Political Patronage in Europe? Yes, but no excuse for Southeast Asia, the cost is high… 22 February 2013
Media as political instrument (or weapon?) 22 February 2013
See also new post: Southeast Asian Media: Trust is good, control is better…
Yes, it is an art indeed! And political skills can be learned and refined.
Partyforumseasia: An authoritative handbook on politics and (political) economy of the region with a wide range of quality contributions: The headlines of the sections are: The changing landscape of power, States and regimes, Markets and governance, Civil society and participation, Violence and state authority, and The region and the world.
Robison’s introduction classifies three main ideological and scholarly traditions in the literature on Southeast Asia, namely the American political science, political economy in the British and European tradition, and public choice/rational choice political economy and New Institutional Economics. As useful as this analysis of the theoretical camps and their internal disputes is, the handbook provides less insight into the reality of political parties on the ground. What Robison calls “debates in parallel universes” among the camps is certainly unavoidable in the academic world. Partyforumsea tries to add the mundane facts of party politics in Southeast Asia.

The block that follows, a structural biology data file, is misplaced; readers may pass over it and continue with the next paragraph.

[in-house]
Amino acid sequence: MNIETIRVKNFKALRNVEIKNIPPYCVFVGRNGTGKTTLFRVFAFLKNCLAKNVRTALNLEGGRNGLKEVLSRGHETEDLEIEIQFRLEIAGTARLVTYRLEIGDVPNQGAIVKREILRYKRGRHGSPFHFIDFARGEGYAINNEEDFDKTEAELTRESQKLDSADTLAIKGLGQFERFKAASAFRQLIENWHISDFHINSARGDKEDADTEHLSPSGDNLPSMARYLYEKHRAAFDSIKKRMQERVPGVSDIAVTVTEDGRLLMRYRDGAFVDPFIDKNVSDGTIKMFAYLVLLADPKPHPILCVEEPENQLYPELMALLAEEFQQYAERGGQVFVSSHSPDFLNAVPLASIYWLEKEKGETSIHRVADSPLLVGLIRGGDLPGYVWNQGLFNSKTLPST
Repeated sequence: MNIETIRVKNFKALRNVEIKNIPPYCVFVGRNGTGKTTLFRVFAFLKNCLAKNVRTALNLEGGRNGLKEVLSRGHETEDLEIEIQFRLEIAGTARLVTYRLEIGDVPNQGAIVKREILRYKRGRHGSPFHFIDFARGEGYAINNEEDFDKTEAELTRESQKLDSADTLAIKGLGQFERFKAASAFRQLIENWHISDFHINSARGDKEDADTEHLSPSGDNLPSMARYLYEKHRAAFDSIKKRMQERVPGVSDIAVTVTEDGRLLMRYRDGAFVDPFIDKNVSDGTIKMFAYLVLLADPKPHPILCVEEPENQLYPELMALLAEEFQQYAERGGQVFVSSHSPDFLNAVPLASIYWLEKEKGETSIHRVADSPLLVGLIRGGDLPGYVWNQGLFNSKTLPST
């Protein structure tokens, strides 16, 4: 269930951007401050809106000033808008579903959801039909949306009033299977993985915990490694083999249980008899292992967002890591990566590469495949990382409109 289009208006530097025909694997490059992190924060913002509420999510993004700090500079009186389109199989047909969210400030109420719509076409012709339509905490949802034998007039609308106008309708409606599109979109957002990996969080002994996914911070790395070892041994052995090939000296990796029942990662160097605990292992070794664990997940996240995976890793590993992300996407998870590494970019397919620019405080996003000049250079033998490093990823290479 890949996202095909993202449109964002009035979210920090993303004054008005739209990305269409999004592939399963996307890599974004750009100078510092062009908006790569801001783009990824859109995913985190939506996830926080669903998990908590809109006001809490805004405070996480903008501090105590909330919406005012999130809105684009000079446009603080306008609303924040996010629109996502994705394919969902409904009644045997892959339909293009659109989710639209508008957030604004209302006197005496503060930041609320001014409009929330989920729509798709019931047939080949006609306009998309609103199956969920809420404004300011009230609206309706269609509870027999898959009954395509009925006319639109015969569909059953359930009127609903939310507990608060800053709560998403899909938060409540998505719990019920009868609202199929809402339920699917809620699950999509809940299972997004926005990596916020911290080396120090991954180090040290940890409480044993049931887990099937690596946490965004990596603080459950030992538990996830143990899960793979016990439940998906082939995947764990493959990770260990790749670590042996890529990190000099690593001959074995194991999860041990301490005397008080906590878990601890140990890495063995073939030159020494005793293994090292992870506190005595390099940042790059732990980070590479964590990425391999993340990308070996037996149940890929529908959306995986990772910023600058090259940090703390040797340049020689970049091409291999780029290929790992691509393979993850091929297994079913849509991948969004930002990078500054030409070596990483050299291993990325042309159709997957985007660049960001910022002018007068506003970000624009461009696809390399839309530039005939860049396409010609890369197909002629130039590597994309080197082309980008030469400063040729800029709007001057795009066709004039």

Votes, Party Systems, and Democracy in Asia, Routledge 2012
Author: Jungug Choi, Konkuk University, Seoul, Korea
Partyforumseasia:. Inspired byDuverger, Rae,Sartori, etc.,Choi’s ambition is “to create a similar major volume (…) with regard to new Asian democracies”. (Preface) He also tries to overcome traditional research specializations and cover all of Asia. In his case studies, though,Choi examines only Indonesia, Korea, the Philippines, and India. Seen from thePartyforum’s practical approach to party politics, the book is written for theoretical political scientists, too difficult reading for party practitioners. And fascinated withDuverger’s Law,Taagapera and Shugart’s “generalizedDuverger’sRuel” and Cox’s M+1 rule,Choi seems a bit too much searching for facts which fit into his theories. On the background of his intense statistical and mathematical effort, some of the conclusions sound rather simple, e.g. “…the largest party’s vote share is independent of electoral systems”, or “Fragmented political elites lead to a fragmented political party system.” (Conclusions,pp126ff). Party leaders and campaign strategists may not find much advice here, but they are notChoi’s target group anyway.
November 8th, 2012
Looking within: dominant party de-alignment in Malaysia and Singapore
Author: Bridget Welsh, SMU
October 28th, 2012
Party Politics in Southeast Asia – Clientelism and Electoral Competition in Indonesia, Thailand and the Philippines, Edited by Dirk Tomsa, Andreas Ufen, Series: Routledge Contemporary Southeast Asia Series Link to Routledge:
June 23d, 2012
The state of democracy in Southeast Asia
Author: Chayut Setboonsarng, CARI